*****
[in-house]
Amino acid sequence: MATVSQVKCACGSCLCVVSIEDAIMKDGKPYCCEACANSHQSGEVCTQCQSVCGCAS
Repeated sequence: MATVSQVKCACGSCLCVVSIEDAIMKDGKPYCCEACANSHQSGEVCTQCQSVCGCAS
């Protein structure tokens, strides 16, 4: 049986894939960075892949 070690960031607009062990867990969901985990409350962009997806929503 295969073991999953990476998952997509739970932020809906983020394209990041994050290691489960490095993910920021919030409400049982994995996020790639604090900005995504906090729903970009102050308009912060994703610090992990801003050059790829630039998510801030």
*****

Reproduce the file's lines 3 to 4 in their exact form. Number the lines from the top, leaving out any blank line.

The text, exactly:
Repeated sequence: MATVSQVKCACGSCLCVVSIEDAIMKDGKPYCCEACANSHQSGEVCTQCQSVCGCAS
């Protein structure tokens, strides 16, 4: 049986894939960075892949 070690960031607009062990867990969901985990409350962009997806929503 295969073991999953990476998952997509739970932020809906983020394209990041994050290691489960490095993910920021919030409400049982994995996020790639604090900005995504906090729903970009102050308009912060994703610090992990801003050059790829630039998510801030």